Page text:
Laurie and the Bear
A woman takes up trail running to overcome her fears
Laurie Simons was 30 miles into the 50-mile trail race called the Le Grizz Ultramarathon, near Glacier National Park, ...
Photo by Mike Renouf
Laurie Simons was 30 miles into the 50-mile trail race called the Le Grizz Ultramarathon, near Glacier National Park, Montana, when she heard loud crashing in the bush. Her heart was pounding, but the 41-year-old runner from Regina, Saskatchewan, moved toward the racket and looked over the road's edge. She could breathe again; none of the eponymous animals of the race were in sight. Most runners tackling the 50-mile course in bear country worry about meeting wildlife, but Simons had more reason than the others—just one year prior, she had been attacked by a grizzly bear.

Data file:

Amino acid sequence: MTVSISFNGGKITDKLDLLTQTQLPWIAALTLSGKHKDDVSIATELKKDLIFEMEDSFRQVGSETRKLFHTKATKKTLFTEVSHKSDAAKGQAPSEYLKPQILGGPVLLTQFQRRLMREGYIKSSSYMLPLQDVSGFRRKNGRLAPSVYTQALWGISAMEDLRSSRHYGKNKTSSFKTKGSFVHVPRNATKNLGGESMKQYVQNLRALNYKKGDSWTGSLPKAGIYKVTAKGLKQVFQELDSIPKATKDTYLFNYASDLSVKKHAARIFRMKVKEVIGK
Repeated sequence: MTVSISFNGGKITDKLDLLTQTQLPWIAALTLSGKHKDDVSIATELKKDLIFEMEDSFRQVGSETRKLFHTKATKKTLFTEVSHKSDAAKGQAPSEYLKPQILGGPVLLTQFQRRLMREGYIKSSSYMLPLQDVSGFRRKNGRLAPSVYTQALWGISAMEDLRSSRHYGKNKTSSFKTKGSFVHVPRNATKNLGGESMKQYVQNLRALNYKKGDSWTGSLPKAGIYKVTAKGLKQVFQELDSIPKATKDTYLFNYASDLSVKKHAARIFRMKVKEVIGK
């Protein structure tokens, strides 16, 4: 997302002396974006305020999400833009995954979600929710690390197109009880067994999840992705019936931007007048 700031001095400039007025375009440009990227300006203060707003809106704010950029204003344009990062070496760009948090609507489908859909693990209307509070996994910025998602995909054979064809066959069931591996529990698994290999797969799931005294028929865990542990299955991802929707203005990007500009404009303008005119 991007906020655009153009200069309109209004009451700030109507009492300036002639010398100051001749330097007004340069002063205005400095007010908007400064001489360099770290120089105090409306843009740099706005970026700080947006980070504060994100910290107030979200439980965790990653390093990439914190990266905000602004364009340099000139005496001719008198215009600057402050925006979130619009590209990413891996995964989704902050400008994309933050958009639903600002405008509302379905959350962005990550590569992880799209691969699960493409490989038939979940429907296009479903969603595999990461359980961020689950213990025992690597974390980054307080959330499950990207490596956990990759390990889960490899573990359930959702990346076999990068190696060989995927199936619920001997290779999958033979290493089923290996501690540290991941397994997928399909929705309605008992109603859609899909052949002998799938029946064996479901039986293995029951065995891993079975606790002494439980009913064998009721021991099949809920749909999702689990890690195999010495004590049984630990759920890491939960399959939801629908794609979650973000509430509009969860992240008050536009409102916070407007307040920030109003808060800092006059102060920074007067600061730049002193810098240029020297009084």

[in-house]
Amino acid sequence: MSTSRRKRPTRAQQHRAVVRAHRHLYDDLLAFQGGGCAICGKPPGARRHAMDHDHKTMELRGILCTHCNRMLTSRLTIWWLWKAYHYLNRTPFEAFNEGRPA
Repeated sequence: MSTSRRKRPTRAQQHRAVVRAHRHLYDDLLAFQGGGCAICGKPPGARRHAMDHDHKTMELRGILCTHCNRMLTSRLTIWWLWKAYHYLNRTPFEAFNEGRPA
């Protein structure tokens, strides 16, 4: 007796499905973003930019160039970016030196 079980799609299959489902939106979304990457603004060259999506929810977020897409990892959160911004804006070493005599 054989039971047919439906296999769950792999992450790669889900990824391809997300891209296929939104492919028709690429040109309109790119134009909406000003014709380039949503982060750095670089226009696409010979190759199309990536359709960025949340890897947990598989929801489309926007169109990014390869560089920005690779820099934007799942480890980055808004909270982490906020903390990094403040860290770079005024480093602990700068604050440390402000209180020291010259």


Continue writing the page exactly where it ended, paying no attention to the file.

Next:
In June 2005, Simons was offered a four-month work term at the Banff Center for the Arts, where she could pursue her two passions of furthering her career as a theatrical scenic painter and being active in the outdoors. Her grown sons, Sean and Stephen, stayed in Regina while Laurie moved to Banff, Alberta, ready to explore Banff National Park's trails. Bear evidence was everywhere that summer; scat was ubiquitous on the town's paved paths and trails. And on just her second day there, Simons awoke to the news of fellow runner Isabelle Dube's death by a grizzly in nearby Canmore.